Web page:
♣ Time ► Less than 2 hours after cook is the safe time to eat the dishes. ► Food disease causing bacteria would undergo 2 times the normal growth in every 15-20 minutes. ♣ Temperature ► Temperature between 5 о C and 60 о C (dangerous temperature zone)facilitates the growth of bacteria. ► Temperature below 5 о C does not facilitate growth of bacteria or basically no growth process.
♣ Oxygen ▲ Food disease causing bacteria depend on oxygen. Bacteria can be categorised in to 3 groups,(i.e. aerobic, anaerobic and facultative. ▲ Aerobic bacteria require oxygen in order to live and expand. ▲ Anaerobic bacteria cannot grow in a free oxygen flowing environment, but can reproduce in depleting or lack of oxygen environment. ▲ Facultative bacteria can reproduce in both aerobic and anaerobic environment. ♣ Moisture ▲ Bacteria cannot expand without the presence of air. In foods, over 0.85 of water level (A w ) is required by food disease causing bacteria to grow. ▲ Water level that is between 0-1 is enough for bacteria to undergo growing process.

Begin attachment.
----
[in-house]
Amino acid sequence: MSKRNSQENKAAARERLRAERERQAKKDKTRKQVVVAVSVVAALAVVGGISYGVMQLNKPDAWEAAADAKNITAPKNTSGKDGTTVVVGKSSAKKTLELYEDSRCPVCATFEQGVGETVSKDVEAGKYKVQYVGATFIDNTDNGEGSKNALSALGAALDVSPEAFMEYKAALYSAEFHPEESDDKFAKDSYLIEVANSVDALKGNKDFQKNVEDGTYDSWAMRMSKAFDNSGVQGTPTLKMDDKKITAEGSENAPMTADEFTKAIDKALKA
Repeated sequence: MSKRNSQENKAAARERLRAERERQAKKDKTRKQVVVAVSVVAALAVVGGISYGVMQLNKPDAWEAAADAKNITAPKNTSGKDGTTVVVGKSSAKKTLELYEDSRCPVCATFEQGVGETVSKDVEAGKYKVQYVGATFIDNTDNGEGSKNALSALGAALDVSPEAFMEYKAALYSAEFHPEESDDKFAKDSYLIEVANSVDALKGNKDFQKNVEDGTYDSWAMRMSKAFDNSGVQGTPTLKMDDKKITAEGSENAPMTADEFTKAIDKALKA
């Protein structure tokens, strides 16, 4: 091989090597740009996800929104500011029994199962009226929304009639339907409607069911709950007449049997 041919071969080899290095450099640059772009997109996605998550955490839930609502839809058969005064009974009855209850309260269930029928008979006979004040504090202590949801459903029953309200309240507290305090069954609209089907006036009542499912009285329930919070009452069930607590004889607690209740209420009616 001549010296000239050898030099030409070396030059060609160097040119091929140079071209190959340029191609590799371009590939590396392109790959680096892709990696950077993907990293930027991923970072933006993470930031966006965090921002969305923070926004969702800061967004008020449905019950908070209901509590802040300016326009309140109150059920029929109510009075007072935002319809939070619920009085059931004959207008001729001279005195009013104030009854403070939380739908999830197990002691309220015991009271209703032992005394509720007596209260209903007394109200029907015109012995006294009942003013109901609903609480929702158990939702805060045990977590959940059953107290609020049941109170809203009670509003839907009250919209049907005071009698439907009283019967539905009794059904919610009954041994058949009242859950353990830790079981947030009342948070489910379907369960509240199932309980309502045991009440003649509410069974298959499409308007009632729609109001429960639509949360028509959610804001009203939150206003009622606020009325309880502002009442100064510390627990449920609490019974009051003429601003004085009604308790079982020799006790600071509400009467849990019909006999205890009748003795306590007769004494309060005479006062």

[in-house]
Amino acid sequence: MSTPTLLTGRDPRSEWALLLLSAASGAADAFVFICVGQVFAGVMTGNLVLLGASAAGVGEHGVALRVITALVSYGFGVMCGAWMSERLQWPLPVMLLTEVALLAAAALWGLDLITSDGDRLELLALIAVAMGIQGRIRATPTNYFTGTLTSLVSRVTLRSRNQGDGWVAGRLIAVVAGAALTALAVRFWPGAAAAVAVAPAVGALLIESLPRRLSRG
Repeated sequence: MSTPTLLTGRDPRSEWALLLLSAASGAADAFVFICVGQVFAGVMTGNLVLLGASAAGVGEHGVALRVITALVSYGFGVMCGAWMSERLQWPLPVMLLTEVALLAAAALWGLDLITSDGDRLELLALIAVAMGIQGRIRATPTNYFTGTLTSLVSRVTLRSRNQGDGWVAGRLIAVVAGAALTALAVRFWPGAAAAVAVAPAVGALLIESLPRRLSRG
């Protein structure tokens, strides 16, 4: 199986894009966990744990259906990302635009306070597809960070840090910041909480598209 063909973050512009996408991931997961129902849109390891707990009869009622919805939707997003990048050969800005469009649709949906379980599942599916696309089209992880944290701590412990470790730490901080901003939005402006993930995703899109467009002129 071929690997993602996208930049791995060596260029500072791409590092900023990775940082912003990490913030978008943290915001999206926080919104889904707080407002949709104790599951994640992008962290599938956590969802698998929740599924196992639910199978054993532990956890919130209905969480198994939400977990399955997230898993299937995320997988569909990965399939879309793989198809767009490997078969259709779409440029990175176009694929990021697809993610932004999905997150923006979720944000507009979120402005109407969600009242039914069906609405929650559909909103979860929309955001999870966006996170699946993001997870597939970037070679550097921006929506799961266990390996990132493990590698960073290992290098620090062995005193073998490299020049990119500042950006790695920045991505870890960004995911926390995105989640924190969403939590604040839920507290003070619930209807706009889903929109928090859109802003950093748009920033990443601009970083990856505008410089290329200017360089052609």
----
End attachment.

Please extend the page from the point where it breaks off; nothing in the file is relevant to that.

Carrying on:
CAUSES Improper handling, preparation, or food storagefood storage ● Good hygiene practices before, during, and after food preparation can reduce the chances of contracting an illness.hygiene ● The action of monitoring food to ensure that it will not cause food borne illness is known as food safetyfood safety Large variety of toxins that affect the environment. ● food borne illness caused by chemicals, called as Food contaminants.Food contaminants
BIOLOGICAL AGENTS AND EFFECTS
FOOD CONTIMANATION Caused by pesticides or medicines in food and naturally toxic substances like poisonous mushrooms or fishpesticidesmedicinespoisonous mushroomsfish Some could even come from the skin and nose, like staphylococcus aureus, which could lead to death.
FOOD CONTIMANATION (CHEMICAL)
SYMPTOMS AND MORTALITY Symptoms typically begin several hours to several days after consumption and depending on the agent involved: Symptoms ♣ Include one or more of the following: nauseanausea, abdominal pain, vomiting, diarrhea, gastroenteritis, fever, headache or fatigue.abdominal painvomitingdiarrhea gastroenteritisfeverheadachefatigue